Forgiveness – A Crucial Component of Step 9 in the 12 Steps of Alcoholics Anonymous

Forgiveness is a gift you give yourself.Forgiveness is a process and a choice.  It is the opportunity to untie the bindings of your pain from the past.   As part of the course of action, forgiveness involves confronting your fears and compassion to allow yourself time to physically and emotionally heal.  Exposing yourself to persons, surroundings, or objects that you fear offers the opening to have a corrective experience.  You are able to reorganize your memories and repair those recollections.

For example, as a child you may have experienced being attacked by a Rottweiler.  You were not physically hurt but the immediate threat startled you.  As a result you froze.  This is a natural fear response.   The terror was never discussed by your family or friends.  Thus the thoughts and emotions were not processed and disorganized memories formed.  Avoiding the discussion of the incident caused your fears to worsen.  Unprocessed feelings transform to generalized fears and all or nothing thinking.  Consequently you became fearful of all dogs and avoidant of the neighborhood where the attack occurred.

By exposing yourself to another Rottweiler that doesn’t attack gives the opportunity for a remedial and healing experience.  Difficult memories are allowed to surface.  The thoughts and emotions that were once suppressed can now be processed.   Processing gives way to reorganizing your memories.  You learn that not all Rottweilers show aggression.  You broaden your capacity for more knowledge and understanding.  All Rottweilers don’t attack.  There are some aggressive dogs and others that are very loving.  Black and white thinking transforms to accepting that Rottweillers and all animals have trustworthy and safe parts and some that are not.  For example, a cat that was once abused as a kitten associates touch as a threat.  Thus when you pet him, he bites.  As long as you don’t pet the cat, he is kind and playful.  Animals and experiences are complex and make up many parts not just good or bad.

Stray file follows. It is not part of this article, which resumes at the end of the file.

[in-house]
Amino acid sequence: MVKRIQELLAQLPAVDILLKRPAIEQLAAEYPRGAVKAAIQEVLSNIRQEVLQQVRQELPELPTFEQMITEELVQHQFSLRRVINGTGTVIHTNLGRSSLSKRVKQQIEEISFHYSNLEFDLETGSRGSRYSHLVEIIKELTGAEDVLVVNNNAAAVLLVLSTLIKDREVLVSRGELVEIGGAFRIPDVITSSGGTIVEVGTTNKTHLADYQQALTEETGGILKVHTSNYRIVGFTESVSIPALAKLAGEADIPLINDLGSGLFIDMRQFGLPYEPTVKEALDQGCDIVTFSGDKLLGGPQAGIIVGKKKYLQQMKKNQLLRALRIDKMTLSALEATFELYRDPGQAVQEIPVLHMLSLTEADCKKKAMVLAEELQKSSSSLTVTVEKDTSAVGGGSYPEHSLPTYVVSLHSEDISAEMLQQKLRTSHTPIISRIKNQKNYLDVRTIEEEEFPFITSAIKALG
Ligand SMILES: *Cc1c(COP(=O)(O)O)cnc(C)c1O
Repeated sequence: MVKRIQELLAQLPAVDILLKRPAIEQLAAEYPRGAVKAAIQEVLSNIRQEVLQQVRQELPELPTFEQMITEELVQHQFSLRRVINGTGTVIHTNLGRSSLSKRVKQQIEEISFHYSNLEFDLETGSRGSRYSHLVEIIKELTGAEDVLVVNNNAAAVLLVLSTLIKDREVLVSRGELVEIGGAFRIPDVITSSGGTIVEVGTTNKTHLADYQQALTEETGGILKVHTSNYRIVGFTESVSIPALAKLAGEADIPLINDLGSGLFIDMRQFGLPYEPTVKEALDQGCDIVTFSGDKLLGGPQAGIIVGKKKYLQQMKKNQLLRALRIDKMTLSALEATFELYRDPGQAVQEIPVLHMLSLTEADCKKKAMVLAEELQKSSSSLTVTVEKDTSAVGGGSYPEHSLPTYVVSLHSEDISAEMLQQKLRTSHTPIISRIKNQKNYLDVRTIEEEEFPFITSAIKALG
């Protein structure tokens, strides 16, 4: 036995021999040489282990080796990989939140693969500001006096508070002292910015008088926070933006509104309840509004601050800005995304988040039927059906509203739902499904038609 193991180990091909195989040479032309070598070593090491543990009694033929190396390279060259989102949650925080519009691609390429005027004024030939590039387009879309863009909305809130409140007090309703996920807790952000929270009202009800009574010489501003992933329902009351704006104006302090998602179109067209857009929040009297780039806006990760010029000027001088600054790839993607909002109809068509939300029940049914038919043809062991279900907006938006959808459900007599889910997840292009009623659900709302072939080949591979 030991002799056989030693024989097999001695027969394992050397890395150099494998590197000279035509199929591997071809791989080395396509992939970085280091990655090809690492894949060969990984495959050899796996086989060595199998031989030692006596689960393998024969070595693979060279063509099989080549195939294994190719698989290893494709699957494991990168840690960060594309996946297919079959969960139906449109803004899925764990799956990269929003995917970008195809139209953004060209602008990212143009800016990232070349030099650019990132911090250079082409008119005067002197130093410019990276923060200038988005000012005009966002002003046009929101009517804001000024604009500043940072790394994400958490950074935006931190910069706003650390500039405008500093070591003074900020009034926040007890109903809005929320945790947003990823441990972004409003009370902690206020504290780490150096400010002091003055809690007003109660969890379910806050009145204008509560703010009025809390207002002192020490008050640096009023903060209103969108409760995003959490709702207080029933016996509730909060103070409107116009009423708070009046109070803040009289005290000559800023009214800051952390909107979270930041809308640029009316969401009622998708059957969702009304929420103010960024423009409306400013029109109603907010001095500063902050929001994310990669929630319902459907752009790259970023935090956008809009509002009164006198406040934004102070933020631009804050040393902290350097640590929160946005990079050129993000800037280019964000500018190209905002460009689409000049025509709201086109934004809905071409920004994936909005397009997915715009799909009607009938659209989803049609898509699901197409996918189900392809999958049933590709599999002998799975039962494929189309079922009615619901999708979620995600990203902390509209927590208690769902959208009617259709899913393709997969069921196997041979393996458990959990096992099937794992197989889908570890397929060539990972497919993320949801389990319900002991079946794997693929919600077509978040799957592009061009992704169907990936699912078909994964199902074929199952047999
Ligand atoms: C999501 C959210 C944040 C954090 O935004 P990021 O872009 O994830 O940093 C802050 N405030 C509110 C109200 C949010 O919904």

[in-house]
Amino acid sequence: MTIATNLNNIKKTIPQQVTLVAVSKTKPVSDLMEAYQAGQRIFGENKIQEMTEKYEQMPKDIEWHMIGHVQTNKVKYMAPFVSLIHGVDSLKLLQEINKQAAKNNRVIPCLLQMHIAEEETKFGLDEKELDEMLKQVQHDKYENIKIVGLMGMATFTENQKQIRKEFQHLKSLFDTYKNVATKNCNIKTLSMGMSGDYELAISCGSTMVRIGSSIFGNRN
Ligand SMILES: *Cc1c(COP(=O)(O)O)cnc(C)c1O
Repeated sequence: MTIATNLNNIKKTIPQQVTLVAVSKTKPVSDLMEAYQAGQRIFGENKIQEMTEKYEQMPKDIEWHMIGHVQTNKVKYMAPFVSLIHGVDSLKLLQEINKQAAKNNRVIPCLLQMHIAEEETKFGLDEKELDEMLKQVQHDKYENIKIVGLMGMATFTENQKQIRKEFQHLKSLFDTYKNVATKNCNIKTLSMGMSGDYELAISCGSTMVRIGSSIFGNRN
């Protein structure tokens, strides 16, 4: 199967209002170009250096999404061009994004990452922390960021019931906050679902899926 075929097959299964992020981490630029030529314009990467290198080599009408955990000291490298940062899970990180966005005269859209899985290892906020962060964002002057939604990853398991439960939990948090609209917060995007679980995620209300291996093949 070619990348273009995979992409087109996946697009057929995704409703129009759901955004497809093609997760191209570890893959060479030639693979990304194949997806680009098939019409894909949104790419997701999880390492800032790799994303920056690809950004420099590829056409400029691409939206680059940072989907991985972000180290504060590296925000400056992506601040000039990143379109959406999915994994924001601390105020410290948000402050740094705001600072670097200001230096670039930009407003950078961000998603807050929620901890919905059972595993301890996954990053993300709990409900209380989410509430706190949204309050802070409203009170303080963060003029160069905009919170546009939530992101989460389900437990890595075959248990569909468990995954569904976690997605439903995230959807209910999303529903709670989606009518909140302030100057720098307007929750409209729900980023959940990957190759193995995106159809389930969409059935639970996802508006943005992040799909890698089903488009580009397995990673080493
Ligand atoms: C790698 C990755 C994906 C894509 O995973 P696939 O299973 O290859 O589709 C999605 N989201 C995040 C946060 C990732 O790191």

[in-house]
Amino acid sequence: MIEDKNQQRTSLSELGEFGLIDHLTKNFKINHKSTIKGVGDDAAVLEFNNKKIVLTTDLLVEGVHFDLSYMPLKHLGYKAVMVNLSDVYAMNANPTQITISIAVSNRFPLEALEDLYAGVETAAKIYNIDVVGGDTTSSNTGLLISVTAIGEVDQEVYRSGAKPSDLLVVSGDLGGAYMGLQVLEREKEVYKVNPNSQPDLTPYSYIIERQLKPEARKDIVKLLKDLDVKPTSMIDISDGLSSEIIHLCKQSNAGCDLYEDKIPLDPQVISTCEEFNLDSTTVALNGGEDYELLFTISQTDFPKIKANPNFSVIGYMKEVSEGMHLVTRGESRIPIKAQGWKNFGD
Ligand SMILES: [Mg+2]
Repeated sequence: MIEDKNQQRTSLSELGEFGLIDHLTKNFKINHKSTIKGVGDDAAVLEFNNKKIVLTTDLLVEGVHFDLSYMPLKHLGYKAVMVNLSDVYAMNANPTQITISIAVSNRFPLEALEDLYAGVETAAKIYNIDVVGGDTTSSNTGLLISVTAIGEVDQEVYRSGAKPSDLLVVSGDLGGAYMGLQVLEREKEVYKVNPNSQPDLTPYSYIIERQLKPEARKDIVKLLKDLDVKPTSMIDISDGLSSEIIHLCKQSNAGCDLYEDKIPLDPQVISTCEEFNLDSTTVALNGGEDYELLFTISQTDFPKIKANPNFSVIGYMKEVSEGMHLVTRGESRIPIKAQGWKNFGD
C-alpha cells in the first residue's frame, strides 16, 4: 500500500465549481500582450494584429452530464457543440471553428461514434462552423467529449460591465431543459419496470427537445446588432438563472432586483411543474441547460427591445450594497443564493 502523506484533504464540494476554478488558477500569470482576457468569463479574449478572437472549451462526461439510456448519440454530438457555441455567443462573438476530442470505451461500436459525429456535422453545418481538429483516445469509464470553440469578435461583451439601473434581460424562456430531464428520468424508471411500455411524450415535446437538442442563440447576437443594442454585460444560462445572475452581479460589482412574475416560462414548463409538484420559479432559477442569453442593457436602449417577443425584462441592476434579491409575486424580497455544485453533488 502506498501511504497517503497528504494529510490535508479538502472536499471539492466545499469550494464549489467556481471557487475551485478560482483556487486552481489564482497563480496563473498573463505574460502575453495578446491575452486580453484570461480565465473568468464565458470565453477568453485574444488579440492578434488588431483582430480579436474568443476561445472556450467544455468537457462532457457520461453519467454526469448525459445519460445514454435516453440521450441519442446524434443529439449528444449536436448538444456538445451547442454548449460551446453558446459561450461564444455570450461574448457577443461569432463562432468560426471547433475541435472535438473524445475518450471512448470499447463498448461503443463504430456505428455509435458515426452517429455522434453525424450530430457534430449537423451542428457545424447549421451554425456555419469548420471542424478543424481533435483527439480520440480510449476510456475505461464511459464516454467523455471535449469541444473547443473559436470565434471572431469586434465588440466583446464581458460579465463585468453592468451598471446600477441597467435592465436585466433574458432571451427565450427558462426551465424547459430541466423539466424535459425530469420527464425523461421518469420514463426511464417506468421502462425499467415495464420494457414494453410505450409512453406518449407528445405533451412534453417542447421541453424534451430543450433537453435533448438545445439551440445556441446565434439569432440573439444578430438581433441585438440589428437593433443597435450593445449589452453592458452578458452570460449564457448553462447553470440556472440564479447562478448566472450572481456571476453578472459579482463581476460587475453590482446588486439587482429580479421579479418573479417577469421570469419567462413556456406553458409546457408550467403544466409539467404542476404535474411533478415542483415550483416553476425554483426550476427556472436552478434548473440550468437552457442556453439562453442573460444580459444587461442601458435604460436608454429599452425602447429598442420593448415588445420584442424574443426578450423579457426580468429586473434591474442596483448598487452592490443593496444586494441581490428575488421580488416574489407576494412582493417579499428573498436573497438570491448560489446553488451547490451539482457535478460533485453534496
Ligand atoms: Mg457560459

The same is true for people.  Most parents, loved ones, and friends do not intentionally try to hurt you.  The hurtful behavior that was endeared was taught and passed down from their parents.  As a child, you have no choice but to tolerate the emotional, physical, or sexual abuse.  You are completely dependent upon your caretakers for safety and protection in whatever capacity they can.  Thus you learn to protect yourself, suppress your emotions, and tolerate abuse.  The abuse continues until you learn that as an adult you have a choice on what to tolerate.  You can now tune into your emotions and express them in a healthy manner.  As an adult you can courageously choose and confront those in your cycle of abuse.  You can choose to forgive.

The persons on your list from Step four are participants of the cycle of abuse.   By respectfully approaching those on your list, you may be able to have an open discussion, grasp a better understanding from their perspective, explain yours, and possibly heal old wounds.  All participants must be willing to have an open mind and to listen and speak compassionately from the heart.  It is possible to heal hurt with positive, respectful dialogue.  As you both come to a new understanding, unresolved emotions are replaced with restored, transformative memories to a place of forgiveness and healing.

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